I UK [liːv] / US [lɪv] verb
Word forms "leave":
present tense I/you/we/they leave he/she/it leaves present participle leaving past tense left UK [left] / US past participle left
a) [intransitive/transitive] to go away from a place

We left London at three in the afternoon.

Your plane leaves in ten minutes.

If they leave after lunch, they should arrive by dark.

We have to leave within the hour in order to be on time.

The ship left before dawn.

They left by the back door.

leave for:

She leaves for work at 7.30 every morning.

b) to go away from a place and allow someone to continue doing something there
leave someone to something:

I'll leave you to your crossword puzzle.

leave someone to do something:

I'll leave you to get on with your book.

a) [intransitive/transitive] to leave a place permanently

She left her home town for the bright lights of New York.

leave home:

He didn't leave home until he was 24.

b) to leave a person permanently because a relationship has ended

The kids were devastated when Ben left.

His wife has threatened to leave him.

3) [intransitive/transitive] to stop working for an organization or going to school or college

He decided to leave the company after 15 years.

At 16 he left school in order to work and support his family.

I'm leaving at the end of the month.

4) [transitive] to put something somewhere, especially in a place where it will stay

Leave your things by the door.

I'll only be a minute so I'll leave my coat on.

Massage the conditioner into your hair and leave it in for a few minutes.

a) to put something in a place and forget to take it away with you

I left my homework on the bus.

b) to put a message somewhere for someone else to receive later

Chris left a message on your answerphone.

I'll leave a note for Leigh.

c) to produce a mark that remains after you have gone

Wherever ants go, they leave a chemical trail for other ants to follow.

5) [transitive] to arrange for someone to stay in a place or with a particular person

I don't want to leave my mother at home on her own.

leave someone with someone:

She left the children with a friend for the afternoon.

6) [transitive] to produce a situation, especially a bad one, that continues after you have gone

The previous government left the economy in ruins.

The storm left 50,000 homes without power.

7) [transitive] to make someone feel a particular emotion or have a particular opinion

His betrayal left her heartbroken.

leave someone with something:

I was left with the impression that she wasn't being quite honest.

leave someone fuming/wondering etc:

Kate's sudden departure left us all wondering what was going to happen.

a) [transitive] to not do something, especially because you prefer to do it later or so that someone else can do it

Leave the dishes and do them in the morning.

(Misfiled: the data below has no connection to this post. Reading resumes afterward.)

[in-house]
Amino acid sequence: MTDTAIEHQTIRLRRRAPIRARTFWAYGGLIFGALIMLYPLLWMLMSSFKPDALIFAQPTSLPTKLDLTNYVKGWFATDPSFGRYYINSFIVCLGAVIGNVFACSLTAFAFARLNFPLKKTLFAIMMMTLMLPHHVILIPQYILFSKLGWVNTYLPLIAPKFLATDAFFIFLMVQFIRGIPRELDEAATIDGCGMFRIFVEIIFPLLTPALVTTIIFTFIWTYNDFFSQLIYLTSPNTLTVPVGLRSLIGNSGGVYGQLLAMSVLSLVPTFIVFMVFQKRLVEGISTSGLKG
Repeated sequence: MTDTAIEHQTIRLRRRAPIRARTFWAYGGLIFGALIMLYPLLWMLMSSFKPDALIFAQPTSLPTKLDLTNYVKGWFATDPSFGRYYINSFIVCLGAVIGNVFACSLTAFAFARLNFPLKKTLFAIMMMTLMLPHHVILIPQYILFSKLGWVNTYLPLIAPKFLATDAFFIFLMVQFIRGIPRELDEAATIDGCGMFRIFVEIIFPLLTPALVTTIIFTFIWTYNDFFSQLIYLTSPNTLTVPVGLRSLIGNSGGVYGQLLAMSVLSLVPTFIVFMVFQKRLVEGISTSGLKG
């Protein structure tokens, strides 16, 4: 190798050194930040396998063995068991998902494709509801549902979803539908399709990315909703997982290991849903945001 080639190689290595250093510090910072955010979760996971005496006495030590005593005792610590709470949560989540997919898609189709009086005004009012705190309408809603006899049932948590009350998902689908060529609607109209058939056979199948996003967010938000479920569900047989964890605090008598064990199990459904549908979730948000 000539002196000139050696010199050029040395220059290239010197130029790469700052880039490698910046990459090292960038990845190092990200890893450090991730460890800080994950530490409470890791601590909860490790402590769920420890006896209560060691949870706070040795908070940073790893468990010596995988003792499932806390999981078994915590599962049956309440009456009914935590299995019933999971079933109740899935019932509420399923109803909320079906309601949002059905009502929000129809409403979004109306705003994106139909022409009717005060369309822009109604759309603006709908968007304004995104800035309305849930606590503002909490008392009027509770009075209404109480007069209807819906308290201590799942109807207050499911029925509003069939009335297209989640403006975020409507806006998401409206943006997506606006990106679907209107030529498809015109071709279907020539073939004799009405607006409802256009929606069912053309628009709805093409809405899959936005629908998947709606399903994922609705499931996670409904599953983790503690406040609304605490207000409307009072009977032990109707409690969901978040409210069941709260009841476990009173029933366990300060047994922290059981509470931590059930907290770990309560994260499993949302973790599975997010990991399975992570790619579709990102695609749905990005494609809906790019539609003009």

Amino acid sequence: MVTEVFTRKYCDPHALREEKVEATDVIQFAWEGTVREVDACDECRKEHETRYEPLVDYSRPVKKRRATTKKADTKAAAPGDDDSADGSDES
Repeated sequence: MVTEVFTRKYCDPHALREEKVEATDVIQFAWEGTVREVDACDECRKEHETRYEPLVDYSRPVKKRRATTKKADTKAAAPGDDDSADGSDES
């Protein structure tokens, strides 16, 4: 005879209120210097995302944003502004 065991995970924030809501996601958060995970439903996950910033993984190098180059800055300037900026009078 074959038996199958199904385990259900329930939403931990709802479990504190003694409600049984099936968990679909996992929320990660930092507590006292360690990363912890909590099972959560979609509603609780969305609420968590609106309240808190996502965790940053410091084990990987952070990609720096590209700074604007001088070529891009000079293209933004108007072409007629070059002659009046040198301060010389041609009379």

leave something to someone:

Don't worry – just leave everything to me.

leave someone to it:

"I think I can manage OK now." "Fine. I'll leave you to it then."

b) to not make a decision and let someone else make it

Leave questions of guilt or innocence for the jury to decide.

9) [transitive, often passive] to not use something

I hope you've left enough hot water for me to have a shower.

How much time is there left?

have something left:

We don't have much money left.

a) to not eat or drink something

You've left half your dinner – didn't you like it?

leave someone something/something for someone:

Leave some cake for the rest of us!

b) to not use an area of something
leave a space/gap:

Leave plenty of space between you and the car in front.

a) [transitive] to give something to someone before you go away

Leave your pager number with me, and I'll call you if there's a change.

b) to give something to someone after you die, in a will
leave something to someone:

She left her jewels to her favourite niece.

leave someone something:

He left her all his money.

11) [transitive] formal to have close family members who continue to live after you die

He leaves a wife, a daughter, and three sons.

12) [transitive] to make an amount remain after taking some away

8 minus 5 leaves 3

leave someone/something hanging — to fail to solve a difficult situation, or to let someone remain in a difficult situation without solving it

It was obvious that this issue could not just be left hanging.

leave a lot/much to be desired — to be of a very low quality or standard

I feel the quality of some of our policemen leaves a lot to be desired.

leave someone/something standing — to be so much better than someone or something that they cannot possibly reach the same standard or level

leave something to chance/fate — to not try to change the way that something is developing or happening

They planned for every possibility and left nothing to chance.

Phrasal verbs:
II UK [liːv] / US [lɪv] noun [uncountable] **
1) a period of time away from your job or from the armed forces

Tony, who had been granted leave, was home for several weeks.

You are entitled to six weeks' annual leave.

on leave (= away from your job or the armed forces):

I met her while I was on leave.

2) formal permission
leave to do something:

You've been granted leave to appeal against the decision.

absent without leave:

Sanchez was absent without leave from Fort Liley.

by someone's leave (= with someone's permission):

By your leave, I'll see to the arrangements immediately.

Verbs frequently used with leave as the object ▪  give, grant, obtain, request, seek

maternity/paternity/parental leave — a period of time away from a job because you or your partner has just had a baby

She worries that if she takes time off for maternity leave her career will suffer.


English dictionary. 2014.

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